The title of today's blog comes from the 2nd Italians, whom we've nicknamed the Sicilians.  Initially, the Sicilians started out pretty calm, making me think that we should call them the Jekell & Hyde hive - one week they're calm, the next they're aggressive.  Yesterday, they fit that title in one inspection.  They are laying eggs, building comb and storing honey, though none in the upper body yet.  We removed one of the brood frames and put it in the upper body to encourage them to start working there.  This worked well for the 1st Italians. 

About halfway through the inspection, they got really aggressive again.  Even with the veils and gloves, it gets disconcerting to have a half dozen bees banging against the mesh of your veil.  I could almost hear them yelling, "You wanna piece o' me?  You wanna piece o' me?  I don't think so!"  That's when lucky number 13 came in.  I wear a thick cotton henley and jeans for inspections.  The henley wasn't thick enough and I got stung in the arm.  At this point the pain isn't that bad - it feels like a small, hot splinter getting shoved in really quick.  But after getting stung 12 times two weeks ago, I decided to exit the area for a minute to avoid having a repeat.  This morning I have a goose egg around the sting site and it itches a bit, but is otherwise fine.  The one thing I am annoyed about is that I'm sneezing my head off this morning.  Drat!  My hypothesis about apitherapy (being stung to treat ailments such as arthritis) seems to be disproven as it relates to allergies.  Double drat!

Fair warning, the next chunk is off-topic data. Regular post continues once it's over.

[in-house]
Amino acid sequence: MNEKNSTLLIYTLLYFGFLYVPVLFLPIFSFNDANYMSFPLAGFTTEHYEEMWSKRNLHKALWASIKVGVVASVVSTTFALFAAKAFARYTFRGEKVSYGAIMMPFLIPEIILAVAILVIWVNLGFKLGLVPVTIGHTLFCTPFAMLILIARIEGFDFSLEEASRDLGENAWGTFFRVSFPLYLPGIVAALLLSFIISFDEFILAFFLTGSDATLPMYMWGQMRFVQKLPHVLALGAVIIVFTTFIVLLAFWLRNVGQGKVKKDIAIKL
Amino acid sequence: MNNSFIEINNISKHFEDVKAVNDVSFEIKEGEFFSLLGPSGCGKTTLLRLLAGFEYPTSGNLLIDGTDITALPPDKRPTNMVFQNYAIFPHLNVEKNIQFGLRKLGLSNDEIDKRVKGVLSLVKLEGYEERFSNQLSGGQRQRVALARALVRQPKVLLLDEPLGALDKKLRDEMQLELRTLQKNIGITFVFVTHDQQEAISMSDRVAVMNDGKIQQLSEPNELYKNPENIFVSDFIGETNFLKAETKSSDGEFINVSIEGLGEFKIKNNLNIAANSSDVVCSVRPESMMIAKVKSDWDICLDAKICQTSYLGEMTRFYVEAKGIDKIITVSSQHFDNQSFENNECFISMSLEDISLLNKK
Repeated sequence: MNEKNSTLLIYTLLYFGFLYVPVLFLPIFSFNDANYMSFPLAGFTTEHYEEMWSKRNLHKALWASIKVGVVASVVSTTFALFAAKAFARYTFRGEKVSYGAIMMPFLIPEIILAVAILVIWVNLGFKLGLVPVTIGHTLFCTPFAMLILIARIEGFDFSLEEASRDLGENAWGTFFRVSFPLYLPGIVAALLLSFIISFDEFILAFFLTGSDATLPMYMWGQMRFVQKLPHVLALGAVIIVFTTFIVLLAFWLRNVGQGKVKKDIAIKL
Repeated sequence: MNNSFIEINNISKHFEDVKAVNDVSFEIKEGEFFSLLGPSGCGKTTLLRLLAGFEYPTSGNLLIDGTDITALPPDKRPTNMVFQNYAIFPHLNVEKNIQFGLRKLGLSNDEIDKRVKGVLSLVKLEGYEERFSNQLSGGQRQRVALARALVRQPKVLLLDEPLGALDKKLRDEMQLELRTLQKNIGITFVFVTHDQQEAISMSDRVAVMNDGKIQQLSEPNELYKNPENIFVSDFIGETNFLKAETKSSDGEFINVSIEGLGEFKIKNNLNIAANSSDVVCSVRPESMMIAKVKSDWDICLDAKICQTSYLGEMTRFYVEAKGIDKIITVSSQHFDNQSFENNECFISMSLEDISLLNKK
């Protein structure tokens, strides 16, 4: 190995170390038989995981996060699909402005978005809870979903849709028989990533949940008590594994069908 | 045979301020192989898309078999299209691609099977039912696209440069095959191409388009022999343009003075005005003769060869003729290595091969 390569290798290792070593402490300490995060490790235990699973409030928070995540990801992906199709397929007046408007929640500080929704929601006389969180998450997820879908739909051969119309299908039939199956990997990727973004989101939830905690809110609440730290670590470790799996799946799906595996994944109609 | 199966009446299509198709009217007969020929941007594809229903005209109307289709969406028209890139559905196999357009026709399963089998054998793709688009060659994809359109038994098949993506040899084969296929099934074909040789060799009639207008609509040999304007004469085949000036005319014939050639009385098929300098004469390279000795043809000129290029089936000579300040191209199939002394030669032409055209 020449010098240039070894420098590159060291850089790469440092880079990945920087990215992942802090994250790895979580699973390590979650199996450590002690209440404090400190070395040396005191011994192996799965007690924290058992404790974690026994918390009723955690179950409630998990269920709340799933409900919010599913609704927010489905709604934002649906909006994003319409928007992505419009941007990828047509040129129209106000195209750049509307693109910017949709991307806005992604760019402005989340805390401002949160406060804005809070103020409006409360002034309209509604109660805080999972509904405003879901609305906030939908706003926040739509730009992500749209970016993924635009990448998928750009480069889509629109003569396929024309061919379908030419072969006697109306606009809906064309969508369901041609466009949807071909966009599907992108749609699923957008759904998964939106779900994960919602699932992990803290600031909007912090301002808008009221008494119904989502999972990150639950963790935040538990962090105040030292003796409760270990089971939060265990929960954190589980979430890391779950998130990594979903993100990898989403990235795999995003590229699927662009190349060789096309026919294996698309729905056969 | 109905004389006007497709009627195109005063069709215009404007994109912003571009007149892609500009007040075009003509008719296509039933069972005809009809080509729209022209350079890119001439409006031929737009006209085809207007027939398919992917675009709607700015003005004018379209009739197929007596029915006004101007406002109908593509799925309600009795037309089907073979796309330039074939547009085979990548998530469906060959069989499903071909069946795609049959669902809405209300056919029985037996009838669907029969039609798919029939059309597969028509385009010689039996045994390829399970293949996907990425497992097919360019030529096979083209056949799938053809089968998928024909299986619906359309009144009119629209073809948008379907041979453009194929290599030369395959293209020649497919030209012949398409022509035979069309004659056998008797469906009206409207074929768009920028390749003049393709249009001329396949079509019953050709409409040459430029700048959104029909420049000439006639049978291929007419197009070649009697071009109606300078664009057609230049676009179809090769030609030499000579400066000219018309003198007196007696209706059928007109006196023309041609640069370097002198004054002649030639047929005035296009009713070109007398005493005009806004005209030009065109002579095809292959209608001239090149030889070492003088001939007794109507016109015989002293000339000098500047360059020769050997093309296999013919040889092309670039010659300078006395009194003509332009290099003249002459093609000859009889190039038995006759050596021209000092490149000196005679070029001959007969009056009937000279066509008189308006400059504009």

Through the experience today, John came up with a brillian idea: for the next inspection, we'll start with the Sicilians first, inspect the 2nds (if needed) next, and then check the Carns.  The thought is that by the time we get to the Sicilians we are covered in alarm pheremones and they react pretty quickly to that.  You live and learn, eh?

Posted by Bob Nelson

Thursday, June 10, 2010

How Salvation Hurts